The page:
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Jax Daily Record Thursday, Oct. 24, 200212:00 PM EST

Local man helping City with pet problems

by: Bailey White

by Bailey White

Staff Writer

In January 2001, when Mayor John Delaney was busy organizing a task force to deal with Jacksonville’s pet population problems, Rick DuCharme was busy with his job as the district manager for Landoll Corporation. When DuCharme read about the task force, he felt compelled to respond.

“I read about it in the paper and wrote a letter asking if I could be a part of it,” he said.

DuCharme, an Iowa native, had seen problems with animal control during his years of working as a volunteer at various shelters around the city. It bothered him that so many animals were killed each year because of overpopulation, especially when he learned that places such as New Hampshire and San Francisco were dealing with the same problem in a different way.

“What they were doing with no-kill policies was making a difference,” said DuCharme. “I had realized there was a problem, seen the solution and decided that knowing that, I would be guilty if I didn’t do something about it.”

DuCharme said he “constantly badgered” the City to implement spay and neuter programs.

“Around 20,000 dogs and cats are killed in the city each year,” he said. “I think people look the other way because they think we have no other solution. But there is another option.”

The task force spent six months studying the problems, produced a 18-page report and made several recommendations.

Since then, SpayJax, a City-funded program, has been initiated to target low income pet owners with the opportunity to spay or neuter their pet for free. The Jacksonville Veterinary Medical Society is collaborating with the City on the effort.

Though the task force was disbanded, DuCharme has continued his efforts to help Jacksonville’s animals.

After months of routine volunteer work, he formed First Coast No More Homeless Pets, Inc., a volunteer organization dedicated to the adoption and sterilization of area dogs and cats, along with education of the community on no-kill options for animal care and control.

He designed FCNMHP to work with different area shelters, and it does, but DuCharme finds himself doing a lot of work with the City’s Animal Care and Control Center.

On Saturday he is there, scrubbing water bowls, walking dogs and cats, greeting possible adoptive families, thinking about fund raising and training new volunteers.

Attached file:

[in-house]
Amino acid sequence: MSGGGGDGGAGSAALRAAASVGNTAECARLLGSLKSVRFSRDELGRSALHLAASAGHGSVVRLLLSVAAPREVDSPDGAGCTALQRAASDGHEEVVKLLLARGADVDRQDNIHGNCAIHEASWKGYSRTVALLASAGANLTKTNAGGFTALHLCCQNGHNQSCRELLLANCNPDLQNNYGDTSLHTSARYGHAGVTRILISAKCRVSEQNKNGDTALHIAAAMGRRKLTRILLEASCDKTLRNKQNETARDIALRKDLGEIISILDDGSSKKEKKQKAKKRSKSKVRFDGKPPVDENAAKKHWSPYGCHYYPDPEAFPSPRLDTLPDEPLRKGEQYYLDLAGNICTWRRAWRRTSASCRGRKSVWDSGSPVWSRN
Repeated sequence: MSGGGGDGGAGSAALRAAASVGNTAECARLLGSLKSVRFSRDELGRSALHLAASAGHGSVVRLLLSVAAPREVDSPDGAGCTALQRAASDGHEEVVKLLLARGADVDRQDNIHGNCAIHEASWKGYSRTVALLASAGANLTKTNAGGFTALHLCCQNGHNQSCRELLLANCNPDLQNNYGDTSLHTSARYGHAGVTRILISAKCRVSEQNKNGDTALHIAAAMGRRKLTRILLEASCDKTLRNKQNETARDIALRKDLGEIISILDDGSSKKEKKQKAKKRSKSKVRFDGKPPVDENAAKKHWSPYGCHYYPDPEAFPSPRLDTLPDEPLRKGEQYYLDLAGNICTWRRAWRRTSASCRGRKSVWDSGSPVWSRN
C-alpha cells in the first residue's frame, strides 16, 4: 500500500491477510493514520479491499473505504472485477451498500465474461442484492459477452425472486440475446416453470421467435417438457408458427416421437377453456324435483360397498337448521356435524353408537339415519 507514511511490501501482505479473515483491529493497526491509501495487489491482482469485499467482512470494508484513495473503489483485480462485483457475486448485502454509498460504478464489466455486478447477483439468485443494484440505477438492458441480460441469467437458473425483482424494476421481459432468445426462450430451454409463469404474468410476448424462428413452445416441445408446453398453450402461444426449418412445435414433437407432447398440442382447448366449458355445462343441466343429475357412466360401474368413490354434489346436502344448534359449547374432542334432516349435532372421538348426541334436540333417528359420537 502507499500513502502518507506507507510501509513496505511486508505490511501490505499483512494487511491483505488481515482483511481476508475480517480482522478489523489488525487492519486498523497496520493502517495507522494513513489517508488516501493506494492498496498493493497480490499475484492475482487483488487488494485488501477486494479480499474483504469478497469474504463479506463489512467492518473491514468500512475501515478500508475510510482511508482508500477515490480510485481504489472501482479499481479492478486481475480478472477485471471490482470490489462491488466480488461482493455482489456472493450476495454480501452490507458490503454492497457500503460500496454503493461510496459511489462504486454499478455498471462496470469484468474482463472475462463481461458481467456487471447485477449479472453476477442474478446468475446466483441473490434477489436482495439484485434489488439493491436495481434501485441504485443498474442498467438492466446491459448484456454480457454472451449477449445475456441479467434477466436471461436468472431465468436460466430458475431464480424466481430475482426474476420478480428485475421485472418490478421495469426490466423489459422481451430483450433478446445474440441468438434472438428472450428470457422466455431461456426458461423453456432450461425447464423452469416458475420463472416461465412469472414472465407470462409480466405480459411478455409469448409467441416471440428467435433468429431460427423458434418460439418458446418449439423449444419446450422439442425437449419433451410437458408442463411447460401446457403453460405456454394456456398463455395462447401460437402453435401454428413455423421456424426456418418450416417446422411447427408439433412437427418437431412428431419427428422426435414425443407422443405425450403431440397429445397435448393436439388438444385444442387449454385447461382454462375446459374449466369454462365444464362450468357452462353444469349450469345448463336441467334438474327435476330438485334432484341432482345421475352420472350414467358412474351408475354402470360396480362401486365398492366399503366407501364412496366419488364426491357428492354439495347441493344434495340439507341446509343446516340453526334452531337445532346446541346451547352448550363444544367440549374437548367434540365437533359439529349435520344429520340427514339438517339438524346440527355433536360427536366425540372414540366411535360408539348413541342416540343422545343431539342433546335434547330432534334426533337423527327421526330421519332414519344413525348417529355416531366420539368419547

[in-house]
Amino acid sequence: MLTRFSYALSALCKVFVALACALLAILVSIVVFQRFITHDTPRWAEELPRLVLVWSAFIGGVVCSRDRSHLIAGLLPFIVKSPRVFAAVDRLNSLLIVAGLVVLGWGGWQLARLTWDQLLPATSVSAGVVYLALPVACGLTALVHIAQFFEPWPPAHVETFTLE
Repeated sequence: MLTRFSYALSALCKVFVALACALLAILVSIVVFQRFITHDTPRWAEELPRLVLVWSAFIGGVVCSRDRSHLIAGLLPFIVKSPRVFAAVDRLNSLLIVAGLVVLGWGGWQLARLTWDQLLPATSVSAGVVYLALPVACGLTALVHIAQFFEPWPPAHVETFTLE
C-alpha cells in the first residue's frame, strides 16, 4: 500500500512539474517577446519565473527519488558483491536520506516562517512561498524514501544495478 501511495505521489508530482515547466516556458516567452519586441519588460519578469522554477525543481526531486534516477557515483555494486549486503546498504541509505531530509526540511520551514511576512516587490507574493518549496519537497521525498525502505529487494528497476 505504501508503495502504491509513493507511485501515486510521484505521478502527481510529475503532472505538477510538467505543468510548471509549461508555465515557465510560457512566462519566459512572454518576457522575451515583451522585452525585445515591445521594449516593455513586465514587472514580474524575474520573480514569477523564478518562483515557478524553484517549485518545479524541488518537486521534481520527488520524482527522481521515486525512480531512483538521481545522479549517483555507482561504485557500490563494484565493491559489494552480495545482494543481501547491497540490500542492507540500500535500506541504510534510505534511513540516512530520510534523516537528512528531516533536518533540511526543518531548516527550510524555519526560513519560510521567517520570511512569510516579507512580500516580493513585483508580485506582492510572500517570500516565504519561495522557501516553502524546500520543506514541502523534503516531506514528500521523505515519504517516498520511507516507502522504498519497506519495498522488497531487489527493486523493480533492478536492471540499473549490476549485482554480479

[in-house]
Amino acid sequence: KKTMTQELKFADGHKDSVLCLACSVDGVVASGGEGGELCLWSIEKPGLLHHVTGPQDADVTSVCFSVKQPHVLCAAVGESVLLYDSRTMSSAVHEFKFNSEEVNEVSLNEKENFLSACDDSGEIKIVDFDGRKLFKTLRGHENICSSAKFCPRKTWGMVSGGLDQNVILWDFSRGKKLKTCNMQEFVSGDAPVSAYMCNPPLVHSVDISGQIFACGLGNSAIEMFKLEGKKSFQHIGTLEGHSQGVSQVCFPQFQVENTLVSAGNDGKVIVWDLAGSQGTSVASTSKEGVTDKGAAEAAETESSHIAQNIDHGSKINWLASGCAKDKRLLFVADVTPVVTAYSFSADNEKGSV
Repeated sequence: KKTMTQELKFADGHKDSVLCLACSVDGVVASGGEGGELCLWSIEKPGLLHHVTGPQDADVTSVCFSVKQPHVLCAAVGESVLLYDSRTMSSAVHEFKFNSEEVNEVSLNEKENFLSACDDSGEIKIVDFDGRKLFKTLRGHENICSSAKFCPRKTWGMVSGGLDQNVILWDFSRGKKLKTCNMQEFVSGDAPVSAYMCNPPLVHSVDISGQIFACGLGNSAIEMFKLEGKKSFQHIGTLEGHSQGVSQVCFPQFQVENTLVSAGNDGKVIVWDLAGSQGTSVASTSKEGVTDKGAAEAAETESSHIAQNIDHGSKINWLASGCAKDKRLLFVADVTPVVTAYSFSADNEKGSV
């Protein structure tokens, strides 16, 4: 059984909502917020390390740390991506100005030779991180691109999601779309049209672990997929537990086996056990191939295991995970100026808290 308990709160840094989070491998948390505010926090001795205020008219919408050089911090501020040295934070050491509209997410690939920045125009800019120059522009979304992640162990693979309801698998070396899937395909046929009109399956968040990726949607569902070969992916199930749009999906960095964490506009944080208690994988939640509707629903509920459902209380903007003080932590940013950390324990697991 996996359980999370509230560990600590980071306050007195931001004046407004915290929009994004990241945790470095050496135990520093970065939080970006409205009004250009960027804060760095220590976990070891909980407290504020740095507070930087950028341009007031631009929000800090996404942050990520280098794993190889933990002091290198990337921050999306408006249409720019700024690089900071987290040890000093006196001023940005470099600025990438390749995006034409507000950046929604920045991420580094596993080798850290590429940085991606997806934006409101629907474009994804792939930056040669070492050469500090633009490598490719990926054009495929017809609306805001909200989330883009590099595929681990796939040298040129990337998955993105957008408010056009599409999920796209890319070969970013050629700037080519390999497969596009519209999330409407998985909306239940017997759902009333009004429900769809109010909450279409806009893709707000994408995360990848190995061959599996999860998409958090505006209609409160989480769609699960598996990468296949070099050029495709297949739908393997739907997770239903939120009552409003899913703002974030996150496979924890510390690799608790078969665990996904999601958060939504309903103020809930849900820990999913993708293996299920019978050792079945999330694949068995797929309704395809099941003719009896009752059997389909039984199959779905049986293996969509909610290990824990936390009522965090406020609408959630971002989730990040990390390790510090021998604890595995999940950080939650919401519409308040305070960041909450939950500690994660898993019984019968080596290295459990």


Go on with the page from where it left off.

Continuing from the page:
The organization hosts adoption events almost every weekend at Petsmart stores in Jacksonville and Orange Park. Volunteers shuttle a couple dozen dogs and cats from the shelter to the pet supply stores, where perspective owners can adopt a pet without having to travel all the way to the shelter on West First Street.

Since it was founded in June, FCNMHP has found homes for about 400 dogs and cats, not counting what the shelter alone does.

John Merritt is the division chief for the City’s Animal Care and Control. He said a third of the shelter’s adoptions come as a result of DuCharme’s work.

“We’re very excited because he’s helping us out a tremendous amount and has greatly increased the volume of adoptions,” said Merritt.

Merritt said the likely reason behind FCNMHP’s success is the enthusiasm DuCharme has for what he is doing.

“They [the volunteers] are able to get further into the community and spread the word about the shelter. These animals are as nice as any for adoption and they’ve had all their vaccinations and have been spayed or neutered. People just don’t know about them.”

Besides the adoption fairs, DuCharme is advocating more spay and neuter programs around the city.

The Low Cost Referral Program, which works with area veterinarians who perform the spay/neuter service at discounted rates, has a waiting list of about 150 people. Next month, FCNMHP will be working with the City to host Spay-a-thon, a two-day event which will target areas of the community facing the worst in animal overpopulation.

“I’ve always loved dogs and cats,” said DuCharme, who owns two dogs, doberman mixes called Duncan and Rock. “I thought about being a veterinarian, but I didn’t like school as much.”

Instead, DuCharme went to business school in Kansas where he took a job with Landoll, which eventually moved him to Jacksonville. DuCharme likes his job, but his passion is the FCNMHP.

“It would be great to be doing this full time,” he said. “I want to see an increase in the dogs and cats that leave the shelters alive.”

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